As a dog owner, you know that your dog needs a bath now and then—especially when he gets really dirty by playing outdoors. But suppose you run out of your dog shampoo and want to use a bar of Dove soap on your dog. Is this a good idea?
You should not use Dove soap on your dog, even though it’s a mild soap and we’ll tell you why.
Why You Shouldn’t Bathe Your Dog Using Dove Soap
The American Kennel Club tells us that the pH level of our skin is different from that of our dogs. Our pH level ranges from 5.5–5.6, while dogs’ pH ranges from 6.2–7.4. Since Dove soap is made for human use, it’s formulated to match our skin’s pH level and not that of dogs’.
If you take a look at Dove’s Original Beauty Bar ingredients, you’ll see a list of things like lauric acid, zinc oxide, and sodium stearate that are deemed safe for human skin. But dogs aren’t humans; their skin is far different from ours. Therefore, it only makes sense not to use Dove soap on your beloved pooch!
Now that you know your dog needs to be washed with a dog shampoo, pick up a bottle at your local pet store or online. There are plenty of choices in dog shampoos, so take your time and choose a good one.
If you’re shopping locally and can’t decide which shampoo to buy, ask the personnel at the pet store to help you find one that matches your dog’s fur type and needs. If you’re shopping online, read real customer reviews to find a suitable dog shampoo that’s well-rated.
Another way to find a great dog shampoo is by asking dog owners you know for some tips. Maybe you know someone who has the same kind of dog you have. If so, ask that person what dog shampoo they use. Just do what it takes to pick the right shampoo based on your dog’s needs.
What to Use When You’re In a Pinch
If you run out of dog shampoo at the worst possible time and need to get your dog bathed right away, don’t fret! When you’re in a pinch, you can safely wash your dog using human baby shampoo. Baby shampoo is gentler than adult shampoo, which means it will be less harsh on your dog’s skin and fur.
If you don’t have any baby shampoo, you can wash your dog using Dawn dish soap diluted with water and vinegar. Simply mix 2 cups of water with ¼ cup of Dawn and ½ cup of white vinegar. Apply the mixture to your dog’s wet fur and lather it up.
Don’t let the lather make its way into your dog’s eyes, nose, or mouth because it can cause some irritation to the mucous membranes. If you use this DIY dog shampoo, be sure to thoroughly rinse it out of your dog’s fur so it doesn’t cause your dog’s skin to become dry and flaky.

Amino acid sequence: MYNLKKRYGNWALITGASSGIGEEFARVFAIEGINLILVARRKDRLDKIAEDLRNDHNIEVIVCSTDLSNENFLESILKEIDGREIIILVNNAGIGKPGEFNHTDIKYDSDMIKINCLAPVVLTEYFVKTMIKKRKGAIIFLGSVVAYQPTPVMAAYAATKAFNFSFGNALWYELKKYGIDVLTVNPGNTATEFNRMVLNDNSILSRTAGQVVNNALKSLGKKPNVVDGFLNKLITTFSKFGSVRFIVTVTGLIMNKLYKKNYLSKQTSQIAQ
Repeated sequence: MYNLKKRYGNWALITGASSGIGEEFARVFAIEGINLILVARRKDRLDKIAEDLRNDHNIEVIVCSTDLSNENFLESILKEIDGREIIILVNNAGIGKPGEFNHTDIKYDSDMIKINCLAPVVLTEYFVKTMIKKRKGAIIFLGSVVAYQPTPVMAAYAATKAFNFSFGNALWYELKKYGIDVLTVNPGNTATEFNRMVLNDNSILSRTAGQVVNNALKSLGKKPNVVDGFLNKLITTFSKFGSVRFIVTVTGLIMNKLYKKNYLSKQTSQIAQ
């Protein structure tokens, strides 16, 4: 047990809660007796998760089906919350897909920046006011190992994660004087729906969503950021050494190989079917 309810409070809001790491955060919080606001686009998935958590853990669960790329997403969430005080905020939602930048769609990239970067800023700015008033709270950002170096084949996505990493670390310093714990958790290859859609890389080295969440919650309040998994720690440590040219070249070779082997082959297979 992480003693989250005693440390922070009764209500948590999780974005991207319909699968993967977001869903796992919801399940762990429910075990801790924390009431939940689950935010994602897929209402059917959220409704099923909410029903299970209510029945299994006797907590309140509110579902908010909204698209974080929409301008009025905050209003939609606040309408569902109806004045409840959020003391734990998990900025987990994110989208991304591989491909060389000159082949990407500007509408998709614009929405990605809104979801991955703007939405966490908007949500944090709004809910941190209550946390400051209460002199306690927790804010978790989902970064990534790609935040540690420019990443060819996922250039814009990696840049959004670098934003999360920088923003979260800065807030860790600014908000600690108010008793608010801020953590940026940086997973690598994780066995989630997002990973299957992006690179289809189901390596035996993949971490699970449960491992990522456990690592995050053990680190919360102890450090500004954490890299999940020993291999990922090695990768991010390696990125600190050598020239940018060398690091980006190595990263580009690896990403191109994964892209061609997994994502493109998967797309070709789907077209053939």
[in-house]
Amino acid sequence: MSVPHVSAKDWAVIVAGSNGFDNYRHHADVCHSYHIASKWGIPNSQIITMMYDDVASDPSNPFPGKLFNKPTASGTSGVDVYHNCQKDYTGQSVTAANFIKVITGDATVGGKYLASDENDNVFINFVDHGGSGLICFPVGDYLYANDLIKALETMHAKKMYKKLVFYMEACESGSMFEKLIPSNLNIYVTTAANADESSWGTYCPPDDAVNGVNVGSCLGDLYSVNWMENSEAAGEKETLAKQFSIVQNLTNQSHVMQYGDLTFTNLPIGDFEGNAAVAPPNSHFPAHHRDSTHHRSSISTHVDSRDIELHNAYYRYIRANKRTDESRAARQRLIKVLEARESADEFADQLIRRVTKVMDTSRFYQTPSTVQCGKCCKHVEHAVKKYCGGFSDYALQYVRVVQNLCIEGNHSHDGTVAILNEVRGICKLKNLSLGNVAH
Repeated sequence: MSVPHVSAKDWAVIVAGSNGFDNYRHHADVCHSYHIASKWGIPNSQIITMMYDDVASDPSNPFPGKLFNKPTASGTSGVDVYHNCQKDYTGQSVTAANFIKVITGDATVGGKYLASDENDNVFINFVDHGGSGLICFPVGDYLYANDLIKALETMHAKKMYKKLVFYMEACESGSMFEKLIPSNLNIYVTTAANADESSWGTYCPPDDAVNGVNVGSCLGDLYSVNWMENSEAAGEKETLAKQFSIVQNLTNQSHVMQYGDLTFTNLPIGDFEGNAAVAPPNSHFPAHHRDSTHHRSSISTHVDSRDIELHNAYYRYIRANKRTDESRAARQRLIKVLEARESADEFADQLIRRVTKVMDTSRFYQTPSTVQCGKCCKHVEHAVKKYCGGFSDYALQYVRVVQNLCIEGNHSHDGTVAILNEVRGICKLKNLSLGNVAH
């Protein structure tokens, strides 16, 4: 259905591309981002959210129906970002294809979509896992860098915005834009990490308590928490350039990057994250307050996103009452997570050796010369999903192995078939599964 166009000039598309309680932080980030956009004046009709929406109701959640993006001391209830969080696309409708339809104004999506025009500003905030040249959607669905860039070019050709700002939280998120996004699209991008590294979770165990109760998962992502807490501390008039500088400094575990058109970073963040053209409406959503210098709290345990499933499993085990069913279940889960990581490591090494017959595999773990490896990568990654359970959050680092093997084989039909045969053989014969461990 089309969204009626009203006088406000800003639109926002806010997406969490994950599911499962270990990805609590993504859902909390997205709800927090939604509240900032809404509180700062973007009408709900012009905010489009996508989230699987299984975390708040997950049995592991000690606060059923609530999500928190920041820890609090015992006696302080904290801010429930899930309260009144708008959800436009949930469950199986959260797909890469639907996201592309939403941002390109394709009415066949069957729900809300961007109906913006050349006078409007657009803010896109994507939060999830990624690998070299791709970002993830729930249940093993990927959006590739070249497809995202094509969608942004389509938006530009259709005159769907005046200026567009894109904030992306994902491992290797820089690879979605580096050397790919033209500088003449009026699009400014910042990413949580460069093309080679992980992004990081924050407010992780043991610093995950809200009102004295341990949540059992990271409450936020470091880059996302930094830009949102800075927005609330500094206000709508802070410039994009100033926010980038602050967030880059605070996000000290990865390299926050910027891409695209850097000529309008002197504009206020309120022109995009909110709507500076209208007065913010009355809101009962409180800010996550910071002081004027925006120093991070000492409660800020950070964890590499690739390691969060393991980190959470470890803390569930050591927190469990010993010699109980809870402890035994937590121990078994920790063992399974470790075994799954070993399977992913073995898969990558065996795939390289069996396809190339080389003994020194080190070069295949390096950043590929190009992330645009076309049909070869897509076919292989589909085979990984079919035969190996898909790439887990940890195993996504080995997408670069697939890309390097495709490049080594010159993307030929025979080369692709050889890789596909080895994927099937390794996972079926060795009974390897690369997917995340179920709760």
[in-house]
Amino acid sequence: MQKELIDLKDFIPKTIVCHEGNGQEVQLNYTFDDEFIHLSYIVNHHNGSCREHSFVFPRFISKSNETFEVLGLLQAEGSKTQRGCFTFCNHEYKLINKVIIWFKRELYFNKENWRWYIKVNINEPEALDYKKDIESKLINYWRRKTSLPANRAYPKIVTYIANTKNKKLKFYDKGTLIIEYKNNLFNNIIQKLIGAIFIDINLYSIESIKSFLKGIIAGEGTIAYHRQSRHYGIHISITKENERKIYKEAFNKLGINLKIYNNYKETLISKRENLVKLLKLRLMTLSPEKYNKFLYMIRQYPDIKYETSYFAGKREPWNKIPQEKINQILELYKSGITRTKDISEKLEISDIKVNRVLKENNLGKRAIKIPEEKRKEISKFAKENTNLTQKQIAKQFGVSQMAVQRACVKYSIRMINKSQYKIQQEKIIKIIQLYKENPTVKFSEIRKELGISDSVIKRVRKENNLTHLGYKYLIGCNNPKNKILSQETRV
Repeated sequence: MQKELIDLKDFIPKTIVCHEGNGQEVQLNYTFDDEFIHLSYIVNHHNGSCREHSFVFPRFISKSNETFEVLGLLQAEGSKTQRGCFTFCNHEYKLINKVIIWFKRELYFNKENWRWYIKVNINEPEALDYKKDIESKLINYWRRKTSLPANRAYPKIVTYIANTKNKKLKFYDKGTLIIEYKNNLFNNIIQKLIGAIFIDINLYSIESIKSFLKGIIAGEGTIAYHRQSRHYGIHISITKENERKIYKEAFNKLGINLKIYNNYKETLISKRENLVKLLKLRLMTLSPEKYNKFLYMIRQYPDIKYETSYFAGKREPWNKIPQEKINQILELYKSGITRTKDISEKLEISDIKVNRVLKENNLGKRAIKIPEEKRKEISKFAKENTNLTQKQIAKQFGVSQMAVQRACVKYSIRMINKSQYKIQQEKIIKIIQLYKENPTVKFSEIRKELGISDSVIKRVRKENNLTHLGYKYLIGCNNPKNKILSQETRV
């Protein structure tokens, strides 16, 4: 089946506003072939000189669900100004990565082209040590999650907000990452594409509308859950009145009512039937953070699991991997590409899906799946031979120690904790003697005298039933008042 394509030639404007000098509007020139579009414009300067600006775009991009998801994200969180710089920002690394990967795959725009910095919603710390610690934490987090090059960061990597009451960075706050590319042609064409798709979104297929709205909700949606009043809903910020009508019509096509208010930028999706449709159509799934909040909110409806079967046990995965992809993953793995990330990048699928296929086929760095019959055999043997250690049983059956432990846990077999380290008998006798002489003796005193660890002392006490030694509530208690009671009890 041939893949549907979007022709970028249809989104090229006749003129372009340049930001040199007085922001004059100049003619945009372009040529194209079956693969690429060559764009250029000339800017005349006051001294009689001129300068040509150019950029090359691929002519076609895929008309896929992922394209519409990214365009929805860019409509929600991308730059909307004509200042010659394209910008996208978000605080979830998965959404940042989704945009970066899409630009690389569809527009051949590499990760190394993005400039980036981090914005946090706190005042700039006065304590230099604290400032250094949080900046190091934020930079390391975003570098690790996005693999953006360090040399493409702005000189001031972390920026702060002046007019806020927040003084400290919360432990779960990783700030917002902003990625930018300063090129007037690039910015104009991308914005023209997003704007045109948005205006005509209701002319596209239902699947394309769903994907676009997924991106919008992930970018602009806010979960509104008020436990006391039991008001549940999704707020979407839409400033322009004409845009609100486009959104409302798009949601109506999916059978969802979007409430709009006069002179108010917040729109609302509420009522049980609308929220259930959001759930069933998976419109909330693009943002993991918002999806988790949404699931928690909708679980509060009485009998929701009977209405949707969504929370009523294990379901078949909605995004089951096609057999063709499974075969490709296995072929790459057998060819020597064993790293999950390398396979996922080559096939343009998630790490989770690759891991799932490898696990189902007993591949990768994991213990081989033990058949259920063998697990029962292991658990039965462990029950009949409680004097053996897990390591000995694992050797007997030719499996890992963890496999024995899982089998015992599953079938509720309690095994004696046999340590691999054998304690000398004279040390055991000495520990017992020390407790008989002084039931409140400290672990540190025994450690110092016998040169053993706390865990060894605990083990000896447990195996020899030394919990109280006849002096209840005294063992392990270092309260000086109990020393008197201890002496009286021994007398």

Don’t Bathe Your Dog Unnecessarily
Even if your dog is usually clean, he may get dirty and smelly occasionally and especially if he gets into something like the biggest and dirtiest mud puddle in your yard! While a good bath now and then is a great way to keep your dog clean, overdoing it is not a good idea.
As a general rule, it’s a good idea to bathe your dog every month or so. However, different dog breeds have different types of fur, which means some dogs need to be bathed more than others. For example, a Saint Bernard with its thick, dense fur will need more baths than a Chinese Crested dog that doesn’t have much fur at all!
Tips for Safely Bathing Your Dog
It’s important to keep your dog safe when you’re bathing him. There are a few things you can do to make bath time safe. First of all, be sure to use a non-slip bath mat on the bottom of your tub or shower so your dog doesn’t slip and fall. If you don’t have a mat, you can place a towel on the floor of the tub or shower to provide those paws with the traction they need.
Always be sure to put some cotton balls inside your dog’s ears to protect them from water and shampoo. Once you’ve got the mat down and cotton in your dog’s ears, test the water before bathing your dog to ensure it’s not too hot.
If your dog is not a fan of baths, keep calm and use a quiet voice when speaking to him. Use lots of positive reinforcement whenever your dog does what you ask. If your pooch responds well to dog treats, have a few of his favorite goodies on hand to reward him for good behavior.
Whatever you do, never leave your dog unattended in the shower or tub! If you have to stop to get something, turn off the water and remove your dog from the shower before leaving the room.
Dove soap is for humans and not dogs. Using Dove soap can irritate and dry your dog’s skin which could cause itchiness. If your dog repeatedly scratches his itchy dry skin, abrasions could break out, triggering an infection. Be smart and play it safe by always using dog shampoo to clean up your beloved pal!
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Featured Image Credit: OSSVI, Pixabay